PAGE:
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Published October 17, 2008, 12:00 AM

Making adjustments in corn sales for moisture

In farmer-to-farmer sales of high moisture corn, it is often difficult to establish a fair price for both the buyer and seller.

By: Will Yliniemi, DL-Online

In farmer-to-farmer sales of high moisture corn, it is often difficult to establish a fair price for both the buyer and seller. Many producers have difficulty making the adjustment on pricing with higher corn moistures. With the lack of Growing Degree Days (GDDs) for some varieties in 2008, there will certainly be some high moisture corn for sale.

How can you calculate a comparison of weights for high moisture shelled corn? A formula you can use to make this comparison: [Pounds per bushel of dry corn (54 lbs) divided by dry matter of wet corn] times dry matter of dry corn (84.5 percent)].

For example: If you have 26 percent moisture corn and want to know how many pounds of wet corn it would take to equal the equivalent dry matter of a bushel of 54 pound, 15.5 percent moisture corn, you would calculate it as follows: [54 pounds divided by 74 percent dry matter (wet corn)] times 84.5 percent dry matter (dry corn) which equals 62 pounds.] It would take 62 pounds of the wet, 26 percent moisture corn, to equal 54 pounds of 15.5 percent moisture corn, dry matter equivalent.

Adjustments may also have to made for corn that is immature (quality), and for costs associated with handling and storing wet corn. For more information on determining a fair price for farmer to farmer corn sales, contact me at the Hubbard County Extension Office, 218-732-3391 or Bec-ker County Extension, 218-846-7328, by cell phone at 1-218-252-1042 and by e-mail at ylini003@umn.edu.

MN has split state status

Three years after detecting bovine tuberculosis (TB) in northwest Minnesota, the United States Department of Agriculture (USDA) has approved Minnesota’s Split State Status, effective Oct. 10.

With the approval of Split State Status, a large part of the state will upgrade its classification to Modified Accredited Advanced (MAA), and a smaller section of northwestern Minnesota will remain at the Modified Accredited (MA) classification. This status will help the state target its resources where they are most needed, while also saving producers outside the affected area from the additional testing requirements.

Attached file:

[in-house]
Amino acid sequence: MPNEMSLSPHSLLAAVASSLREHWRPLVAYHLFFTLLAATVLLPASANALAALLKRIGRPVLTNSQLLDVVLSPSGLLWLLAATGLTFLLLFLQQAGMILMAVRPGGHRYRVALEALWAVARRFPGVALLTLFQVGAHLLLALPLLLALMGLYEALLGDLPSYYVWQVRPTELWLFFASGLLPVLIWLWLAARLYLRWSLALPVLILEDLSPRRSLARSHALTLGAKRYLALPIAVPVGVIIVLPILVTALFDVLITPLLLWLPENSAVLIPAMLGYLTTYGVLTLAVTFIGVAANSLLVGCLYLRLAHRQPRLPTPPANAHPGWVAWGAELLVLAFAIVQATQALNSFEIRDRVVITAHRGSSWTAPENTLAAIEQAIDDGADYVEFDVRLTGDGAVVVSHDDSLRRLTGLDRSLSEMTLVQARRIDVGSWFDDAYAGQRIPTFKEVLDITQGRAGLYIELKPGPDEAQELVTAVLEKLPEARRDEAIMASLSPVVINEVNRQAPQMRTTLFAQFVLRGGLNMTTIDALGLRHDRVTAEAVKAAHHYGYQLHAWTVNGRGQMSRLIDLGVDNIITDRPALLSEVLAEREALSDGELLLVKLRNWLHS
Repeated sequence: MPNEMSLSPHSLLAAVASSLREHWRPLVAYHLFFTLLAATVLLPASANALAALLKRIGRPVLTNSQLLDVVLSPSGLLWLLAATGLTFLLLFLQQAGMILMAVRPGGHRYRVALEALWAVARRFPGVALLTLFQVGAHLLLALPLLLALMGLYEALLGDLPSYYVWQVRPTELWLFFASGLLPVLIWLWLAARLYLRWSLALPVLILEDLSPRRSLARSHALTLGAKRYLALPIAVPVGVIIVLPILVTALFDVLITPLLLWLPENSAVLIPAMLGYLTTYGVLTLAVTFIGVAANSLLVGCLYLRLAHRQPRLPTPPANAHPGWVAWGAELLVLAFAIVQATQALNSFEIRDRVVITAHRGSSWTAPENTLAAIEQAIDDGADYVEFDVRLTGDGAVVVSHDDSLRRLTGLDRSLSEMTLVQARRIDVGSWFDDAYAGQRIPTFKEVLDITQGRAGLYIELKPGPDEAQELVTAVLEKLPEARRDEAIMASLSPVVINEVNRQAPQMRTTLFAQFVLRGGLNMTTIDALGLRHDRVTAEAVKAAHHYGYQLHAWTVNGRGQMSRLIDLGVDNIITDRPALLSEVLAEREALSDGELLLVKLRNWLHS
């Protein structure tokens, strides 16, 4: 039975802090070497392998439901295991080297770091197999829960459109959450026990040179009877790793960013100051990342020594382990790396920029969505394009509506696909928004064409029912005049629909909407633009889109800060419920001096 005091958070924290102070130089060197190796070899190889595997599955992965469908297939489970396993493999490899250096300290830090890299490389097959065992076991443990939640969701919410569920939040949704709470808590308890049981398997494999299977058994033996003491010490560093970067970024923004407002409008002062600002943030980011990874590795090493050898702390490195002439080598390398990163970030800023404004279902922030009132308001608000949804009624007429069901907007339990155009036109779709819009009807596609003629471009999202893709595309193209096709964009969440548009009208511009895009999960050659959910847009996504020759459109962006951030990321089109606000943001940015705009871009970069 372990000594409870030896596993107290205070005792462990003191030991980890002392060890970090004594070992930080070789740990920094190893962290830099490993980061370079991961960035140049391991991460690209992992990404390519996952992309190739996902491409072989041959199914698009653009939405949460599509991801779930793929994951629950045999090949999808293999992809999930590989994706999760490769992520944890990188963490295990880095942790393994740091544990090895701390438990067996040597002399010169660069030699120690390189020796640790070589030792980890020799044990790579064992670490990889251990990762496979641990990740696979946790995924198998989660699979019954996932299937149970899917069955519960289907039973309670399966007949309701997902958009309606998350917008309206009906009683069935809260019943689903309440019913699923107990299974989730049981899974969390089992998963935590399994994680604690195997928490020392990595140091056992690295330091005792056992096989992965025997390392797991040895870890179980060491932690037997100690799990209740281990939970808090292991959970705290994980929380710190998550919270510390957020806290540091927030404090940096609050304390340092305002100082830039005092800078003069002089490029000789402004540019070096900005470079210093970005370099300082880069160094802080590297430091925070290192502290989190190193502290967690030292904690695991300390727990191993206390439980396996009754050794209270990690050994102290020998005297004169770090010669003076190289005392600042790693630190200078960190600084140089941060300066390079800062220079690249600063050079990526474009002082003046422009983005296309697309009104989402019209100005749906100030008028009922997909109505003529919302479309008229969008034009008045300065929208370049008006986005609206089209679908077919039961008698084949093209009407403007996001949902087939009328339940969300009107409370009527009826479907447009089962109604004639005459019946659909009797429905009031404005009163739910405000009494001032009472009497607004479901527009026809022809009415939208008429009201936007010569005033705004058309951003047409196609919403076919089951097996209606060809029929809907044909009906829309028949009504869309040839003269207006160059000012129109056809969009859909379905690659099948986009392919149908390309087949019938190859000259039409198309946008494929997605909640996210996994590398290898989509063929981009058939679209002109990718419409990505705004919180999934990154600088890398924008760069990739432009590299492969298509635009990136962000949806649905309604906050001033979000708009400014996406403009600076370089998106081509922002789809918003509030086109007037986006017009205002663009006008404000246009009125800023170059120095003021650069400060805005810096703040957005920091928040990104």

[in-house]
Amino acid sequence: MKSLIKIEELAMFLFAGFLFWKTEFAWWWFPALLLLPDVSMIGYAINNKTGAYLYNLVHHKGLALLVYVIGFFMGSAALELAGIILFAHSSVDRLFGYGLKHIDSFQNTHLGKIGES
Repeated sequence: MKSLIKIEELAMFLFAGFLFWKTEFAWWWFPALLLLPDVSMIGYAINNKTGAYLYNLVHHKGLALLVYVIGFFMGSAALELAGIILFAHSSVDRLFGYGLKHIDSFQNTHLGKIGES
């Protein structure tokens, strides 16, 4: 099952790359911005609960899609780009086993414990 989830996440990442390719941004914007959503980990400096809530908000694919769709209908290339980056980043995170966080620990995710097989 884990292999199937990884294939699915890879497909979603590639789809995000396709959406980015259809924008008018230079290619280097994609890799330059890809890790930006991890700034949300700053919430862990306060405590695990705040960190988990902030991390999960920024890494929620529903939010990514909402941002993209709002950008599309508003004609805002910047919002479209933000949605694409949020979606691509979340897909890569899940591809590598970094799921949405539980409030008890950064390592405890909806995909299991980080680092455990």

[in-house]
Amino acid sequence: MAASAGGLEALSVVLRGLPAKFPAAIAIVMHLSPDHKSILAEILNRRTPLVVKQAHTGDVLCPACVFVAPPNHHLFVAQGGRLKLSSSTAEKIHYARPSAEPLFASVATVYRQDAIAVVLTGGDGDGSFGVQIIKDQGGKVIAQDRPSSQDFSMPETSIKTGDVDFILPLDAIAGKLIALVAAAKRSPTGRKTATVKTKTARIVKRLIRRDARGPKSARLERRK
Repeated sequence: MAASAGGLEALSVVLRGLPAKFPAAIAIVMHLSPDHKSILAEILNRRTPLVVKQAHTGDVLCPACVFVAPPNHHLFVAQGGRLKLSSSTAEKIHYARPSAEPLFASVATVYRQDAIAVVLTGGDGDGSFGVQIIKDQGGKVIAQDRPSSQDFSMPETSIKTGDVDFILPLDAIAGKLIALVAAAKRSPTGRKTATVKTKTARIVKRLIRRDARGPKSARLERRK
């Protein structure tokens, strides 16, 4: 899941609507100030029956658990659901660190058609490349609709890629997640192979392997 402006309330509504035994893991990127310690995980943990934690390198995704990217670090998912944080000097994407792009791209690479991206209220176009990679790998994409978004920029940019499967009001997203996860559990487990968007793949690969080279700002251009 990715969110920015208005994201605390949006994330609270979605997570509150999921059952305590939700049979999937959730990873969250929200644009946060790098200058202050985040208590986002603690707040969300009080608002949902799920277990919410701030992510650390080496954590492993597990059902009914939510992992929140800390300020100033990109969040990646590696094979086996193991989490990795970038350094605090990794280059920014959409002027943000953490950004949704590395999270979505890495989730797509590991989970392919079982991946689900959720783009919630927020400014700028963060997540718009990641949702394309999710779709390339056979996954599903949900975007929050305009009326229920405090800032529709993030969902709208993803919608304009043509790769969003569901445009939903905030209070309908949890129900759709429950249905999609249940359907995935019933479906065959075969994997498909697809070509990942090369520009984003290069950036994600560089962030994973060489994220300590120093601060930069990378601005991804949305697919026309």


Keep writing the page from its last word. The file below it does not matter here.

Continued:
“Split State Status is welcome news for the majority of Minnesota’s cattle producers who have been dedicated partners in animal disease prevention,” said State Veterinarian Dr. Bill Hartmann. “The state remains committed to helping the producers in northwest Minnesota. We will continue to work with our state and federal partners and the producers within the MA Zone to eliminate this disease.”

Herds in the MA Zone will still be subject to the more stringent shipping and testing restrictions. To view a map or review the testing and shipping requirements, please visit the state’s bovine TB website at www.mntbfree.com.

As a condition of the approval, the State must complete a round of targeted testing in the MAA zone within the next 12 months. Producers selected to participate will be contacted soon. In addition to the testing, all farms in the MA Zone will undergo a wildlife evaluation and create a plan to prevent livestock from having contact with wildlife.

Cattle and bison producers located outside the state’s MA Zone will still have some TB testing requirements if moving animals to another state. A complete list of the federal requirements is available on the state’s TB website or by calling the bovine TB hotline at 1-877-MN TB FREE (668-2373). Many states have also implemented their own regulations for receiving cattle. For specifics, producers should contact their vet or the receiving state’s animal health agency.

“As Minnesota producers prepare for fall feeder cattle movements this approval will mean fewer restrictions and expenses.” said Joe Martin, state assistant ag commissioner and TB coordinator. “It’s due to this partnership and the hard work of our state’s producers that this is all possible. If we continue to be vigilant and work together, we will regain Minnesota’s Accredited Free status.”

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